**FREQUENTLY ASKED QUESTIONS**

**What courses should I take during my freshman and sophomore years?**

The answer to this depends on whether or not you have already taken calculus. If you haven't had calculus or if you plan on taking it again in college, then the math courses you'll take during the first two years are as follows:

Fall Semester | Spring Semester | |

Freshman Year | MAT141 Calculus I | MAT142 Calculus II MAT223 Calculus III (Quad 4) |

Sophomore Year | MAT231 Transitions to Higher Mathematics (Quad 1) | MAT225 Differential Equations MAT232 Linear Algebra |

You may not need to take the first semester of calculus (see the next question). The following two schedules are typical options, depending on where you place. MAT223 timing is flexible, as it is usually offered in both Quad 2 and Quad 4. Students wishing to have more time to focus on Calculus II are encouraged to take Calculus III in the following semester, after MAT231.

Similarly, although we typically recommend taking MAT 232 Linear Algebra earlier because it provides a view to a different type of mathematics, many students do take MAT225 first, and MAT232 second.

Fall Semester | Spring Semester | |

Freshman Year | MAT142 Calculus II MAT223 Calculus III (Quad 2) |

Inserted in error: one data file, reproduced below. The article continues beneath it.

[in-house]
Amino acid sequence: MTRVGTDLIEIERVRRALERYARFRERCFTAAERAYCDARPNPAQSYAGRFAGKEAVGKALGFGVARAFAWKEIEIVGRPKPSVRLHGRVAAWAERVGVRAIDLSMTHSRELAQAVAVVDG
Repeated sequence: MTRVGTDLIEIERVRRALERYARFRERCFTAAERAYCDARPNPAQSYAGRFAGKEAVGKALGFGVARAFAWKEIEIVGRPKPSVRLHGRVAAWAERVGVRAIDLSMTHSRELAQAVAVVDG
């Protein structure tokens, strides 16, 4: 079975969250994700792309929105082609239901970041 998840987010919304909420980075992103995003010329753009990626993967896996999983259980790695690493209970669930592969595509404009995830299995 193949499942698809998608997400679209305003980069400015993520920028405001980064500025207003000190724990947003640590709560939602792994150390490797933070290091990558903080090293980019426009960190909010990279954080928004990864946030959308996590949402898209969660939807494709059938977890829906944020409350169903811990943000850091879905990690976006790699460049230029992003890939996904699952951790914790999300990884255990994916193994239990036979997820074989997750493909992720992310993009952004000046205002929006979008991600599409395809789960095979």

MAT232 Linear Algebra |

Sophomore Year | MAT231 Transitions to Higher Mathematics (Quad 1) |
MAT225 Differential Equations |

Fall Semester | Spring Semester | |

Freshman Year | MAT231 Transitions to Higher Mathematics (Quad 1) MAT223 Calculus III (Quad 2) |
MAT232 Linear Algebra |

Sophomore Year | MAT3xx Mathematics Elective | MAT225 Differential Equations |

**I took calculus in high school; do I need to take it again?**

This depends on your high school background. For those who scored 4 or 5 on an AP Calculus test, there are specific recommendations; for the Calculus AB exam you will receive 4 credits for MA141 and should enroll in MAT142, normally in the fall; for the Calculus BC exam, you will receive 4 additional credits for MAT142 and would only need MAT223 for calculus. In both of these cases you are welcome (in the latter case, strongly encouraged) to take MAT231 Transitions to Higher Mathematics in the fall. In general, if you scored 2 or less on the exam, you should take MAT141 Calculus I. Those with a 3 on an AP exam, transfer credit, or who feel that they had a strong introduction to calculus in high school should consult with faculty about proper placement.

**Why would I take Calculus II and Calculus III at the same time?**

In order to better prepare you for the sophomore level courses, as well as to properly serve other departments that need skills in calculus of several variables, we recommend that some students take Calculus II and the quad class Calculus III concurrently. You will probably find the classes support each other, as the techniques often cross over. MAT223 is also usually offered in Quad 2, so it is possible to take them non-concurrently if this fits your educational plan better; speak with your advisor.

**What are "quad classes"?**